The Solar System itself is considered to have been condensed out of a large disk of dirt and dust made of various elements surrounding a young Sun – a disk of leftovers from the star’s birth. Different planets formed based on the availability of different volumes of different materials at different times. Jupiter is believed to have come first, and the inner planets, including Earth, to have come last.

But no matter; life here had whatever it needed to take root. Scientists are still figuring what those ingredients could have been and their provenance. One theory is that they included compounds of carbon and hydrogen called polycyclic aromatic hydrocarbons, and that they first formed – you guessed it – among the dust meandering through space.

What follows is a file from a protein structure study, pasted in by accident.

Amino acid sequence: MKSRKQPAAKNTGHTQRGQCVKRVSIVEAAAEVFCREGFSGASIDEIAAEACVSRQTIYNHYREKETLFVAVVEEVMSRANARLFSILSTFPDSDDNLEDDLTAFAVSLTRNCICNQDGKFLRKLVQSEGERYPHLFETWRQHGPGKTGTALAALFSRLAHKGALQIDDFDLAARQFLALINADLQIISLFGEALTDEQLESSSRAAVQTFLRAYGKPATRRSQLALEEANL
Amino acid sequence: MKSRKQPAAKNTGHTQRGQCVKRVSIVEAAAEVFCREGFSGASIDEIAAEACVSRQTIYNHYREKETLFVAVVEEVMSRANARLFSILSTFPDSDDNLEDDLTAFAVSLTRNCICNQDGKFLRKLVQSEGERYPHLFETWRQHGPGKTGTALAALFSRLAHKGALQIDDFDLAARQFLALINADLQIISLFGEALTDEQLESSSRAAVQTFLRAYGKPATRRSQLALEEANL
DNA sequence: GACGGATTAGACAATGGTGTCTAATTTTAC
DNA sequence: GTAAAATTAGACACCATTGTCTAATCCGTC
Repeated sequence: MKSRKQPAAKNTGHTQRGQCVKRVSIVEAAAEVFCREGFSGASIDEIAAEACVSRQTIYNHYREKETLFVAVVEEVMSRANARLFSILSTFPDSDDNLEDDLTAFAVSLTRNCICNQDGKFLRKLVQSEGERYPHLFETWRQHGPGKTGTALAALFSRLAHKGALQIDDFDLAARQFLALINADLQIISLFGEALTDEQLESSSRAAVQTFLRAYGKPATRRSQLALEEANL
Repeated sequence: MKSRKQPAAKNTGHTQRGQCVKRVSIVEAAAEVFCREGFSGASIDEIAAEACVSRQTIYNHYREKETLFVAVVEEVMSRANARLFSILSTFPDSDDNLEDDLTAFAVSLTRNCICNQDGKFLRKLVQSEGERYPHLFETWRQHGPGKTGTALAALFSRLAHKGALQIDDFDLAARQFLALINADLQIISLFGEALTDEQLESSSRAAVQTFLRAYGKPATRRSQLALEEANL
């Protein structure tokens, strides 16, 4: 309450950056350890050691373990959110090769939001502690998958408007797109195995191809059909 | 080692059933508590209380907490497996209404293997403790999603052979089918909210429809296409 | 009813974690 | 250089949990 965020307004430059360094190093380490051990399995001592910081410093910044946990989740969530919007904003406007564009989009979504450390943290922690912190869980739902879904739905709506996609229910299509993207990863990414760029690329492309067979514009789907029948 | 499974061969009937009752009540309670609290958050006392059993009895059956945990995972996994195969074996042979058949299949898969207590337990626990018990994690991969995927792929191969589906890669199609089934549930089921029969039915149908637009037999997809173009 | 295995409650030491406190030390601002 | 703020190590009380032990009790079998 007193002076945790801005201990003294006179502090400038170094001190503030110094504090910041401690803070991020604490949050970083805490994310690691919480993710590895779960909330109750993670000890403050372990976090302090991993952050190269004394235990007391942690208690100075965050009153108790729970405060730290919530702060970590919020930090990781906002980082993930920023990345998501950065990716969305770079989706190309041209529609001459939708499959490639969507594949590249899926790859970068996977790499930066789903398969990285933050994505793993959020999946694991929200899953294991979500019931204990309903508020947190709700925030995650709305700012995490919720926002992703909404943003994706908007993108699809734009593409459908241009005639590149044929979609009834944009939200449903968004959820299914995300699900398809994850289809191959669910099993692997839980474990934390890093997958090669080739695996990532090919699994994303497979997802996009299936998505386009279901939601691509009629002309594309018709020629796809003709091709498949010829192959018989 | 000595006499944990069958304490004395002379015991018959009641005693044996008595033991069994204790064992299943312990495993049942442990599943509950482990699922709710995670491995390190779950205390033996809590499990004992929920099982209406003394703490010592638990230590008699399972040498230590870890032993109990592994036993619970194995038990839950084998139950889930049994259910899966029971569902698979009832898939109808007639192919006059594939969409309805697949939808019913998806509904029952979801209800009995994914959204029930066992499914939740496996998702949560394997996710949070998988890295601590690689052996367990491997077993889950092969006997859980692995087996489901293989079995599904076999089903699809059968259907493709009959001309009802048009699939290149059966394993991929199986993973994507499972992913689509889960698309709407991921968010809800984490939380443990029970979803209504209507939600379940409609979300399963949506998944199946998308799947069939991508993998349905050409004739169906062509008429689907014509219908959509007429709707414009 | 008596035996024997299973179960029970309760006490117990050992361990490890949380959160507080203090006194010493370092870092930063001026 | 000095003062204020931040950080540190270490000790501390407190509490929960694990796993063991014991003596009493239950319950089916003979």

They could then have been ferried to Earth by meteors and comets, perhaps swung towards Earth’s orbit by the Sun’s gravity. When a comet gets closer to a star, for instance, material on its surface begins to evaporate, forming a streaky tail of gas and dust. When Earth passes through a region where the tail’s remnants and other small, rocky debris have lingered, they enter the atmosphere as a meteor shower.

Dust really is everywhere, and it seldom gets the credit it is due. It has been and continues to be a pesky part of daily life. However, unlike our search thus far for extraterrestrial companionship, we are not alone in feeling beset by dust.

The Wire
November 10, 2018